Do protein superfamilies arise after the LUCA or are they already present in the LUCA? Does this make sense?

    If not the fault is all yours, I’m sure. 😉

  105. 105
    Mung says:

    Asking gpuccio about protein superfamalies is like asking gpuccio about Santa Claus. We have the same reason for believing in both.

  106. 106
    gpuccio says:

    Mung:

    “Do protein superfamilies arise after the LUCA or are they already present in the LUCA? Does this make sense?”

    Of course they do arise after LUCA! Only some of the current proteins superfamilies were present in LUCA, be them 150 or 800.

    A great number of new superfamilies arise in the course of natural history, almost up to humans.

    How do they arise?

    Neo-darwinists believe that they arise by RV + NS. Which, of course, is impossible.

    But guided descent is a perfectly feasible explanation. Guided descent simply means that:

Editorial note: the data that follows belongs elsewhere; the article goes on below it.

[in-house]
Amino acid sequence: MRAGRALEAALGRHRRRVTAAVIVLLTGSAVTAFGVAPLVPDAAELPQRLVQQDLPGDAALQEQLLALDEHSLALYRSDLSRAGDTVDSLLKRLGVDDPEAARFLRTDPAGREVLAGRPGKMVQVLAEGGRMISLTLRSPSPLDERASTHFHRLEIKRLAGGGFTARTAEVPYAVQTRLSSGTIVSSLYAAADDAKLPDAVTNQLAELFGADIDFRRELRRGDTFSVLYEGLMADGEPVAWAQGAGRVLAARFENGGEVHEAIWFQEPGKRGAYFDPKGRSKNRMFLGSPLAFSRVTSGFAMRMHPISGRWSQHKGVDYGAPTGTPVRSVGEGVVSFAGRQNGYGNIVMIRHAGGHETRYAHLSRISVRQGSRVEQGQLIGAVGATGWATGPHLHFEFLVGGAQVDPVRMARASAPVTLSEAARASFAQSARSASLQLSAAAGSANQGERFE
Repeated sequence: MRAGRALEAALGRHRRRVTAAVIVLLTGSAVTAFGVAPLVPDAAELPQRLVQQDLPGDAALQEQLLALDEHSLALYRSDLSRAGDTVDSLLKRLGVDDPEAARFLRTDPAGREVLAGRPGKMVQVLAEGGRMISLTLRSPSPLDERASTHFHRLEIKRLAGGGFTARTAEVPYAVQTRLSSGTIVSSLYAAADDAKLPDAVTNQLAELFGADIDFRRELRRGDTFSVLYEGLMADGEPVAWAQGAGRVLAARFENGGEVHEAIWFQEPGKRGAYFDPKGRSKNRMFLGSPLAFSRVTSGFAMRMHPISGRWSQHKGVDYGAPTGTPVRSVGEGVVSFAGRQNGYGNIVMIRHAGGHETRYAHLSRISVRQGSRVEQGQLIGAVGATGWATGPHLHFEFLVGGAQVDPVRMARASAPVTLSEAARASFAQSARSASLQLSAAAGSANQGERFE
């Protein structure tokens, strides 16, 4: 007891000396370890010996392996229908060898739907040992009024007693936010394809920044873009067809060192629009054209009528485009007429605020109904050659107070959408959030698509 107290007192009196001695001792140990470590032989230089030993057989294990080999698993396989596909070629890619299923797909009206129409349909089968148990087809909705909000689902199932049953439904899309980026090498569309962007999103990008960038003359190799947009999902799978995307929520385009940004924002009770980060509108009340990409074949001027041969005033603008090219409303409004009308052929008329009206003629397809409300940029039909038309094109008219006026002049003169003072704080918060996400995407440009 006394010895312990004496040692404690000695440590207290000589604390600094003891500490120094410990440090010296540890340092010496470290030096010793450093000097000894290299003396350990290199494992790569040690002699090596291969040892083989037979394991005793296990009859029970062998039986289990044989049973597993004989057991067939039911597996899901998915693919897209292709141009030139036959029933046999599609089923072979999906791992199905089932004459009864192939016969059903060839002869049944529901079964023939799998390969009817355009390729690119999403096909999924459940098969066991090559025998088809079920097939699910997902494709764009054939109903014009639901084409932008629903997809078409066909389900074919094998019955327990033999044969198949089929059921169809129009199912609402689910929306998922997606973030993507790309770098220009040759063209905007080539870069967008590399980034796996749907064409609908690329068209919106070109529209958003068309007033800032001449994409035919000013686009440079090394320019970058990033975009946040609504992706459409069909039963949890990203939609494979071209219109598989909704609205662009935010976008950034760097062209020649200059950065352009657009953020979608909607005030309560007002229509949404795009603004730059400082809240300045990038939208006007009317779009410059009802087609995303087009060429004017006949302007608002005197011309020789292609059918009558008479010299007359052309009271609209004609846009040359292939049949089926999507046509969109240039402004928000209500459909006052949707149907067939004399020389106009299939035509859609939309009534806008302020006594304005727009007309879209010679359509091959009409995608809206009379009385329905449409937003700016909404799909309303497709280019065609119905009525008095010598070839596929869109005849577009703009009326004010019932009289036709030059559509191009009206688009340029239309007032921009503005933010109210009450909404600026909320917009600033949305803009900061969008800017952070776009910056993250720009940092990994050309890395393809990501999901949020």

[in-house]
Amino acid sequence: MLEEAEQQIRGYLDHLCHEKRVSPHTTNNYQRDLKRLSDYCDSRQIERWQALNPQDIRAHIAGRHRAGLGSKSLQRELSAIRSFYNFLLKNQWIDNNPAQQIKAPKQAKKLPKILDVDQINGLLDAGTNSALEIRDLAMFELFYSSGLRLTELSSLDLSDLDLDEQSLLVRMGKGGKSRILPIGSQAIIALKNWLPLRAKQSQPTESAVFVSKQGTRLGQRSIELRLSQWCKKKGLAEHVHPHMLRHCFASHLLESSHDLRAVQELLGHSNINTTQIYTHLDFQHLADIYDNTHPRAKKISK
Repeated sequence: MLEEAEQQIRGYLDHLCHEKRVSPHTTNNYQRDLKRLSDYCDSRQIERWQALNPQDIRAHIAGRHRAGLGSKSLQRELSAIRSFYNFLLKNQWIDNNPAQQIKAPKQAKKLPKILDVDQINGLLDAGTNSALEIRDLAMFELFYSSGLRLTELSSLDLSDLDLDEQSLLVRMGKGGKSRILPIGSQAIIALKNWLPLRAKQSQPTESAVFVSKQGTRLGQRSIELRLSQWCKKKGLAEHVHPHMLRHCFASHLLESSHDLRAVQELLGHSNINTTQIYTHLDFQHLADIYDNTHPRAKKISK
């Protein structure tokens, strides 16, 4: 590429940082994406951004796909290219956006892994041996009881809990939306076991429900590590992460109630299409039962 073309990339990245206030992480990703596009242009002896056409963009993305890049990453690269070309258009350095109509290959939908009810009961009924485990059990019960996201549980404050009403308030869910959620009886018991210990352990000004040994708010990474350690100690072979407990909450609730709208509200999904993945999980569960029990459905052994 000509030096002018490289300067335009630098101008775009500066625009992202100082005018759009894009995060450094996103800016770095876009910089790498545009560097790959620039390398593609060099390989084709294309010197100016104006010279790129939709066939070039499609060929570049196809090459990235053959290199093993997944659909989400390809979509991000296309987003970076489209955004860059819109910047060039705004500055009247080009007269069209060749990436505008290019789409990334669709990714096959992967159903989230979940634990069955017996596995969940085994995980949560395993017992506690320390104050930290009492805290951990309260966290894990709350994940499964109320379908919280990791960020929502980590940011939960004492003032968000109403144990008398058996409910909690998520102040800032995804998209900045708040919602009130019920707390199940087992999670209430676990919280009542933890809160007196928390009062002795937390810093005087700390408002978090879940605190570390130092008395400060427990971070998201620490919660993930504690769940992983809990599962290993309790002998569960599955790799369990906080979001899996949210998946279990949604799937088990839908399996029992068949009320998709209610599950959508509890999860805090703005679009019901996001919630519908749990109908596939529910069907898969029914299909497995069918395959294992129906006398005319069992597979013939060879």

a) All that can remain the same remains the same, or is just slightly tweaked to be adapted to the new design.

    b) All that is needed as a novelty is engineered, using some physical already existing material (non coding sequences, or duplicated and inactivated genes, for example), provided by descent, and reshaping it completely according to a designed plan. IOWs, a lot of new functional information is added to build the new features, be them new proteins, or protein regulations, or networks of any type.

    How is that accomplished? As well known, my favourite scenario is transposon driven re-shaping of existing stuff. But other types of implementation, of course, are possible.

    For example, the N terminal domain in SATB1 is a new superfamily of its own, the SATB1_N superfamily. That superfamily does not exist before the appearance of SATB1 which, as we have seen, is a vertebrate protein.

    So, how did SATB1 and its specific domain arise in vertebrates?

    Of course, by engineering.

    But does that mean that vertebrates arose from scratch? Of course not.

    Vertebrates share a lot of protein sequences with pre-vertebrates, in particular with non vertebrate chordates, and more in general with all deuterostomes.